/ Updated  / Source: Associated Press

SAN DIEGO (AP) — A former U.S. naval combat-tested officer said she feels angry that President Donald Trump is saying transgender veterans like her should be considered unfit to serve.

Image: Steven McCarty
Steven McCarty, right, and others, attends an event in support of transgender members of the military, Wednesday, July 26, 2017, on Capitol Hill in Washington.Jacquelyn Martin / AP

Another transgender service member said he will not be kicked out without a fight.

Transgender veterans and active-duty troops spoke Wednesday about Trump’s Twitter pronouncement banning transgender people from military service. Here are their stories:


Paula M. Neira, who left the Navy in 1991 and transitioned to female after leaving active duty, said she was angry at Trump’s announcement. It brought up bad memories for the naval officer, who served on Sept. 11, 2001.

She said the commander in chief is sending the message that the country does not want transgender troops.

“Nobody who is willing to volunteer to defend our country should ever be told that they’re not fit because of other people’s prejudice, and not because of any military necessity,” she said.


Rudy Akbarian, 26, said he will not leave the armed forces without a fight.

“I’m just serving as a soldier just like anybody else,” Akbarian said.

His chain-of-command was supportive of him as he transitioned from female to male.

“Everybody is hurt. Everybody is scared,” he said. “This is people’s lives we’re talking about. People who enlisted nearly 20 years ago and now 18 or 19 years in, now that’s being taken away and they don’t get to retire?”


Alaina Kupec, a Navy intelligence officer from 1992 until 1995, said she felt “heartbreak” after she heard about Trump’s tweet. The 48-year-old transitioned to life as a woman in 2013.

Image: Alaina Kupec Military Transgender
Alaina Kupec, right, and her wife Kathy Brennan work on putting bombs on a model F18 jet after pulling it out from a moving box in the home they just moved in to, Wednesday, July 26, 2017, in Orange, N.J.Julio Cortez / AP

“It just really saddened me for the transgender sailors and soldiers who are serving around the world today and are selflessly giving themselves to protect our country,” said Kupec, who lives in Orange, New Jersey.


Air Force veteran Vanessa Sheridan said transgender people have always served in the military but now they are going to have to hide their identities if there is a new policy.

Image: Vanessa Sheridan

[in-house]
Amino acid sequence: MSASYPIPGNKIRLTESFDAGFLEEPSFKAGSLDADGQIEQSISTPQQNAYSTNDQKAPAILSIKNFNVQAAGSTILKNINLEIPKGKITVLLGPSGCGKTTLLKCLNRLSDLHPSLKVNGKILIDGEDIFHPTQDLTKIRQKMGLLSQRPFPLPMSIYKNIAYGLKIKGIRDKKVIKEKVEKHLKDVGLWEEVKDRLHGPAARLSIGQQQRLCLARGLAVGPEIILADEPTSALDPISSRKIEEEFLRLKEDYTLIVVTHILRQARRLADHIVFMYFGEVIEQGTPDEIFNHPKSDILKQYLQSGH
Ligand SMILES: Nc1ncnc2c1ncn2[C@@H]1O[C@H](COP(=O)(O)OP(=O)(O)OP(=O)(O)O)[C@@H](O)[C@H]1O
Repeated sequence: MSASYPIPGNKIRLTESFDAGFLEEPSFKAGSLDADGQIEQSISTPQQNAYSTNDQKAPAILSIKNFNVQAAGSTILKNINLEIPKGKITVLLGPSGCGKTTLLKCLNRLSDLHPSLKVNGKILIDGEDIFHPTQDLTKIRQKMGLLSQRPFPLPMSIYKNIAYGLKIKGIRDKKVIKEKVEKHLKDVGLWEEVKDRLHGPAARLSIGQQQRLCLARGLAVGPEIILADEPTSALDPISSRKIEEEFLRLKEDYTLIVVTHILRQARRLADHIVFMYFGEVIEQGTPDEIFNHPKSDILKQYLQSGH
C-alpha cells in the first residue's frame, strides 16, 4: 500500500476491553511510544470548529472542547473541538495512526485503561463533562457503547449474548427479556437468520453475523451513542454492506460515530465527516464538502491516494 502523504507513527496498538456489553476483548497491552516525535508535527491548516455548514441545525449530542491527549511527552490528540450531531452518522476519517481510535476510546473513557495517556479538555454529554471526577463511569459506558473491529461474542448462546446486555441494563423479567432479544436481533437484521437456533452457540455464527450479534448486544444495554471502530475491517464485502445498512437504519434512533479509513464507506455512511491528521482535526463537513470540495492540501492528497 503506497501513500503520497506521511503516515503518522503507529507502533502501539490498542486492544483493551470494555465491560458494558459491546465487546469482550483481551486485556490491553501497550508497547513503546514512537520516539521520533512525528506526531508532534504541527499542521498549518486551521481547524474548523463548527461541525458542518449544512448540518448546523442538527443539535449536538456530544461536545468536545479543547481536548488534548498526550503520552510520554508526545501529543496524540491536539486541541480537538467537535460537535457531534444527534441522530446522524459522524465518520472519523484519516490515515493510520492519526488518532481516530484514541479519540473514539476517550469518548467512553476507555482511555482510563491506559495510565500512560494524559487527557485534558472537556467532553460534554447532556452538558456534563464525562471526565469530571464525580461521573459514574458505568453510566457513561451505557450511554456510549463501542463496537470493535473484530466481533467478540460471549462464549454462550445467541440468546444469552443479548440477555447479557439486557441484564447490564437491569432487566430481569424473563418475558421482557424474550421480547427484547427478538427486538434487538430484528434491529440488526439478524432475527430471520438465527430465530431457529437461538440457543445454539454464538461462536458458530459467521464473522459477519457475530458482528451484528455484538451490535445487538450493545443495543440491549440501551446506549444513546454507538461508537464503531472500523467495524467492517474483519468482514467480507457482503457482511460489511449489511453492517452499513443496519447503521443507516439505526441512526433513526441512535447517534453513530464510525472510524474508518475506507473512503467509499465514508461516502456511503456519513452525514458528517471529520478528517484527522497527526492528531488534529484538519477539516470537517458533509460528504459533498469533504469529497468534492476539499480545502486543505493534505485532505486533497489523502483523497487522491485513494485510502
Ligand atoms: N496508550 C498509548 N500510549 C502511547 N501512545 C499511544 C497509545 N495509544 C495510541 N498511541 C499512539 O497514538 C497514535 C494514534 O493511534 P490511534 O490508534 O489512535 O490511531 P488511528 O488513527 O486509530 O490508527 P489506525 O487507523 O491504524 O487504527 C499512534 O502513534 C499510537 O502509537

Vanessa Sheridan, a transgender Air Force veteran, talks during an Associated Press interview Wednesday, July 26, 2017, in Chicago. Teresa Crawford / AP

“My biggest concern now is going to be that transgender people are going to be forced back into the closet,” said Sheridan, who is director of transgender relations and community engagement at Center on Halsted in Chicago.


Capt. Jacob Eleazer, 31, who serves in the Kentucky Army National Guard, took the day off from his job as a therapist in Lexington to figure out the situation. “Fired by tweet. It was honestly pretty shocking,” he said.


Combat veteran Shane Ortega, a transgender man in Los Angeles who served in the Army and Marines for more than a decade, said troops who are forced out may get a bad conduct discharge for being transgender, jeopardizing their VA benefits and future.

“That’s the equivalent of being a convicted felon in American society,” said Ortega, 30, who transitioned to a male in 2009, seven years before leaving the military after serving multiple combat tours in Iraq and Afghanistan. “They will not get gainful employment.”


Blake Dremann, a transgender, active-duty Navy lieutenant commander in Washington, said he will continue to serve “regardless of what was said today.”

Navy Lt. Cdr. Blake Dremann with his parents Rev. Dr. Dave Dremann and Mrs. Diane Dremann
Navy Lt. Cdr. Blake Dremann with his parents Rev. Dr. Dave Dremann and Mrs. Diane DremannRev. Dr. Dave Dremann

“Trans service members are continuing to do our jobs,” said Dremann 36, president of SPARTA a trans advocacy group. “People know who we are now and it becomes personal, especially when you’ve got families that are going to be affected by this.”


Emma Shinn, 41, a transgender woman who served in the Marine Corps for 20 years before retiring in 2014, said it was incredibly stressful to work under the military’s previous policy that banned LGBTQ service members.

“It creates a gulf between the service member and his or her fellow Marines,” said Shinn, who lives in Castle Rock, Colorado.

What matters most is if “you have my back in a firefight,” Shinn said.

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